There are plenty of mind games between the aging Nazi and his obsessive, eager-to-learn apprentice, and this part of the plot is satisfying, evoking an uncomfortable master/student bond with homoerotic, sadomasochistic overtones—even if nothing explicitly physical happens between the two. Where the story begins to falter is when it forgoes the psychological maneuvering of its first half in favor of a more exploitive, over-the-top rush to a violent conclusion. Putting on the Nazi uniform seems to reawaken the "monster" within Dussander, who first tries to exterminate a neighbor's cat in his gas oven—a ridiculous scene—and then sets his sights on an easier (read: clawless) target, a homeless drifter played twitchily by Elias Koteas. Todd's cruelty escalates too; he is the apt pupil of the title, after all.
Director Bryan Singer, hot off his success with The Usual Suspects, finds himself in something of a sophomore slump here. Apt Pupil seems both over and under-thought. It has moments of well-executed suspense but then gets bogged down in unnecessary montage; it establishes a clever, almost cold war relationship between the two main characters—that is, based on mutually assured destruction—and then flails about with a climax that relies too heavily on exaggerated monster-movie violence. (Quick! Hit him with a shovel!) And then there's the ending, which presents a coincidence even more unlikely than Todd spotting Dussander on the bus. As far as Stephen King adaptations go, this one falls somewhere in the middle; it's no The Shining—that's for sure—but it's miles better than, say, Sleepwalkers or Maximum Overdrive. (Although those two have their share of cheesy, so-bad-it's-good charm.) The acting is middling too. McKellen is compulsively watchable as the erstwhile Nazi—you can practically see the mental clockwork ticking behind his cold eyes—but Brad Renfro is a bit too vacant, his transformation into an evil-addled protégé less convincing. For a hit of 1990s nostalgia, look out for a Friends-era David Schwimmer as a guidance counselor with a NASCAR mustache.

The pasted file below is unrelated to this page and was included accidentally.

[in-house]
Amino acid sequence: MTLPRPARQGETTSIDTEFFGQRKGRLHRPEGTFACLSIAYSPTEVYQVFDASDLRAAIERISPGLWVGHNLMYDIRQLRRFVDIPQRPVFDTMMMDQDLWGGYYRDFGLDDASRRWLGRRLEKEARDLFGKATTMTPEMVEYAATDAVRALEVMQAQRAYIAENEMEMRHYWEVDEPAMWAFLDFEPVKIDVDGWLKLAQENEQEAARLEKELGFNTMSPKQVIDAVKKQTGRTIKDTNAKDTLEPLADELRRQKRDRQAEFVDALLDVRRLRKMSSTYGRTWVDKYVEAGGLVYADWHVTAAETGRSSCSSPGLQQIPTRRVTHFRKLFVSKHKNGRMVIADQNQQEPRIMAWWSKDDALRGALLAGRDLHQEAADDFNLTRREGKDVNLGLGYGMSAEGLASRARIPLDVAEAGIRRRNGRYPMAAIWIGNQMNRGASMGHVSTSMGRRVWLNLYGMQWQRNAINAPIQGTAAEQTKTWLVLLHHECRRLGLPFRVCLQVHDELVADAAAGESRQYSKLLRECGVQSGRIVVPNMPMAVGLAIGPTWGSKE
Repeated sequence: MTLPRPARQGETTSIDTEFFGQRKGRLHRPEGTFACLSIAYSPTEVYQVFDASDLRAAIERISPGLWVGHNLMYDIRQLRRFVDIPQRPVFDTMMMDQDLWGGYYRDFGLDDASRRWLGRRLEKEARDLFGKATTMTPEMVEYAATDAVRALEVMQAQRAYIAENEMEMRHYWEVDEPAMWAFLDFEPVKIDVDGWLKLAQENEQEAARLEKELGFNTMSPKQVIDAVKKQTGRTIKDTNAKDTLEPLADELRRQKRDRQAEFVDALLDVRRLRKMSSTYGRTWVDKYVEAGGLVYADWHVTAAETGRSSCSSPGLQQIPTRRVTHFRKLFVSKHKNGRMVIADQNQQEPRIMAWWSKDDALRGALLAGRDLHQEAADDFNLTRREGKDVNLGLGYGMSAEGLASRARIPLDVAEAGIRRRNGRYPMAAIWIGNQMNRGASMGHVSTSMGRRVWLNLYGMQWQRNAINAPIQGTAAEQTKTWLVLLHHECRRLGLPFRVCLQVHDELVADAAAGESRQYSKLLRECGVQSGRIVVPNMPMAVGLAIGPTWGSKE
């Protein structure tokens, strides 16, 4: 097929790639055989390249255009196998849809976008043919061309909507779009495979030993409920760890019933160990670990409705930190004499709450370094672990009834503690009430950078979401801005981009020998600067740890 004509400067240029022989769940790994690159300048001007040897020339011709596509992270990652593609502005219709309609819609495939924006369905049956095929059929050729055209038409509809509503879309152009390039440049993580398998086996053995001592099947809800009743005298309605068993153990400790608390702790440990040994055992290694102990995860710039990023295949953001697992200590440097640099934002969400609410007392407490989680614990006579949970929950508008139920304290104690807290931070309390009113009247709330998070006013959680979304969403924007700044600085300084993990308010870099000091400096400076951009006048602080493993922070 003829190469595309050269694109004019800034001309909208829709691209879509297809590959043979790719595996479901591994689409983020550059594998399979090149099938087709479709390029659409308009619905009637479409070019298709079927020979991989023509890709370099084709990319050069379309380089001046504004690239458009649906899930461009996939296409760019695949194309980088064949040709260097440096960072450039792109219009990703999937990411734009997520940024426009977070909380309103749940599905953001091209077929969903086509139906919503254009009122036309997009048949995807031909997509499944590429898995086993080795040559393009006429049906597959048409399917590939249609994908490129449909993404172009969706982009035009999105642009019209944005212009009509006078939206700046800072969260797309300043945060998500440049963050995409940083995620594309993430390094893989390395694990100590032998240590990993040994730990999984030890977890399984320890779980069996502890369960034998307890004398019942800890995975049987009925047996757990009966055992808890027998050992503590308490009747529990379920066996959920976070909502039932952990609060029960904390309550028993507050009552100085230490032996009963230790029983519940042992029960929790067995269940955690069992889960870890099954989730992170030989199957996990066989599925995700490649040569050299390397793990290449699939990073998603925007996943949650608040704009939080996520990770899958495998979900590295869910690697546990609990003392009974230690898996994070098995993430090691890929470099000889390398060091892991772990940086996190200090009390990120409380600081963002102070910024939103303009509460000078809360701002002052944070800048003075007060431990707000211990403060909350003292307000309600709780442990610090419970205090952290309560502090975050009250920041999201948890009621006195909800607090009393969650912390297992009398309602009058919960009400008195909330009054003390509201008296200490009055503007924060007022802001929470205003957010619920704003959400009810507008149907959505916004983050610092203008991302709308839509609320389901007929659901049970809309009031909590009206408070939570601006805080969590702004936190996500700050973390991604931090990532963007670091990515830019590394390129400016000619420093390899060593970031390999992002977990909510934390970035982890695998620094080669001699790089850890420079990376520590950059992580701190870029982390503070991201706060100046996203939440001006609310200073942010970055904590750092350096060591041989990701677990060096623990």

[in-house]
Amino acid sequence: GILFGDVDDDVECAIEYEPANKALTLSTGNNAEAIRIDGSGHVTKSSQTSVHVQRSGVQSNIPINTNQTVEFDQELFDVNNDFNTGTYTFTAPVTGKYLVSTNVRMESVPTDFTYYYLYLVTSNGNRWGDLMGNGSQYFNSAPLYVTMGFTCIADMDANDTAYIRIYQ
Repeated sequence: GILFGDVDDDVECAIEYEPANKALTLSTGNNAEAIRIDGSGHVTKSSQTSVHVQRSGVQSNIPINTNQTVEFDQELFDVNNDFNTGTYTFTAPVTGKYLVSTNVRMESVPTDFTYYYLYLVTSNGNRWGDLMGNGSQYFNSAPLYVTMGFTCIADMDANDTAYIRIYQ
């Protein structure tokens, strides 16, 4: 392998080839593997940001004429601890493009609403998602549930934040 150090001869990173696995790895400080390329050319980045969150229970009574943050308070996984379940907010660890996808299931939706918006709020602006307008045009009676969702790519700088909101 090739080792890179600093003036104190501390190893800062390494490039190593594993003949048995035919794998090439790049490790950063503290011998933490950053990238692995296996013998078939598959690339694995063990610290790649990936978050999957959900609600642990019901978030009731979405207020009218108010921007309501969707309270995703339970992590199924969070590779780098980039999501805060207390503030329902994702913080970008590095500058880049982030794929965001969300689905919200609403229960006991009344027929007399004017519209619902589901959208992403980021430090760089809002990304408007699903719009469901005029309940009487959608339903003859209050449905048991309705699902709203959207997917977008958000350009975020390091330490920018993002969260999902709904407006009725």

Apt Pupil Blu-ray, Video Quality
Image Entertainment has been on a roll with their re-releases of catalog titles from the 1980s and '90s, and Apt Pupil continues that streak, with a 1080p/AVC-encoded transfer that makes for a solid upgrade from the DVD edition. The print used here is in great condition, with no scratches or even white specks, and it looks to have been transferred faithfully, with no attempts to artificially bolster clarity with edge enhancement or smooth out grain with DNR. The film's palette has always been a bit drab—appropriately so—but color is as consistent and dense as it needs to be, showing no sudden fluctuations or wishy-washy-ness. Black levels could stand to be a little deeper, with more sculpted contrast—the image looks somewhat flat—but this is hardly a concern. Although the film isn't extremely sharp, thanks to a slightly chunky grain structure, the jump to high definition is immediately visible in Ian McKellen's wrinkles and the threading of his knit sweaters. Finally, while darker scenes tend to get noisy, you shouldn't notice any other compression-related distractions. This is probably as good as a release as fans could hope for.
Apt Pupil Blu-ray, Audio Quality
Apt Pupil also makes good use of its lossless DTS-HD Master Audio 5.1 surround track, with thoughtful, if occasionally overzealous sound design. Todd's nightmare sequences are especially interactive, with gas seeping ominously in through the rear speakers and all-manner of impressionistic swooshes and jolts. The surround channels get ample usage throughout, mostly in the form of ambience, like pouring rain, tweeting birds, blowing wind, and tolling school bells. There also seems to be an attempt at acoustic accuracy. During one scene in the school gym, for example, the sound of Todd's basketball slamming into the backboard reverberates convincingly from all sides. Perhaps the most memorable aspect of the track, though, is composer/editor John Ottman's score, full of bright, rich strings and deep pounding kettledrums. The music does venture into "jump scare" territory a few times, but this is forgivable. Everything has clarity and a decent amount of dynamic breadth, and dialogue sits comfortably on top of the mix, always easy to understand. The disc includes optional English SDH and Spanish subtitles.
Apt Pupil Blu-ray, Special Features and Extras
Apt Pupil Blu-ray, Overall Score and Recommendation
Stephen King's canon has produced some transcendent films and also some utter trash; Apt Pupil sits squarely in the middle. It's suspenseful only in fits and starts, it trades psychological insight for straight-up bludgeoning, and it's bookended by two hard-to-swallow contrivances—basically, everything about the film screams yeah, it's okay I guess. Props to Image Entertainment, though, for realizing that the film has an audience, snagging the rights, and giving Apt Pupil a decent Blu-ray release. If you're a Bryan Singer fan, you might want to snag this one for a low price, otherwise, this is strictly rental material.